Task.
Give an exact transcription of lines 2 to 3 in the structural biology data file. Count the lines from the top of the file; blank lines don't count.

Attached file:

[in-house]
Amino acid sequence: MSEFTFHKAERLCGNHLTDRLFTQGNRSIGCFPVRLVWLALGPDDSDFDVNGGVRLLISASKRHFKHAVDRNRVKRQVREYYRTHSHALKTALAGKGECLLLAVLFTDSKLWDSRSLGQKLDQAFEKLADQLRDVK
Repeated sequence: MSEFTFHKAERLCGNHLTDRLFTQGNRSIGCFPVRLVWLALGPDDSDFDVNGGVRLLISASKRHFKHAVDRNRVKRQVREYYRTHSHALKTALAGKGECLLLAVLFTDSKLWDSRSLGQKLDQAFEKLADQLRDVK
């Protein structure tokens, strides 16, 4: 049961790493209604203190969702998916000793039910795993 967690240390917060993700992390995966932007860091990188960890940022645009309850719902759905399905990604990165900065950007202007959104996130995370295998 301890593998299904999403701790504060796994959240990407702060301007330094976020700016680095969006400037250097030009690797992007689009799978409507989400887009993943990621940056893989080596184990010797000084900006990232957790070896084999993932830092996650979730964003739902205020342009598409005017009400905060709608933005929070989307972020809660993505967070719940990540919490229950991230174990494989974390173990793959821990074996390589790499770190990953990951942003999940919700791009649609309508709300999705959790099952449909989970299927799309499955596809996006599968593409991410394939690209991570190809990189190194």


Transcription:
Amino acid sequence: MSEFTFHKAERLCGNHLTDRLFTQGNRSIGCFPVRLVWLALGPDDSDFDVNGGVRLLISASKRHFKHAVDRNRVKRQVREYYRTHSHALKTALAGKGECLLLAVLFTDSKLWDSRSLGQKLDQAFEKLADQLRDVK
Repeated sequence: MSEFTFHKAERLCGNHLTDRLFTQGNRSIGCFPVRLVWLALGPDDSDFDVNGGVRLLISASKRHFKHAVDRNRVKRQVREYYRTHSHALKTALAGKGECLLLAVLFTDSKLWDSRSLGQKLDQAFEKLADQLRDVK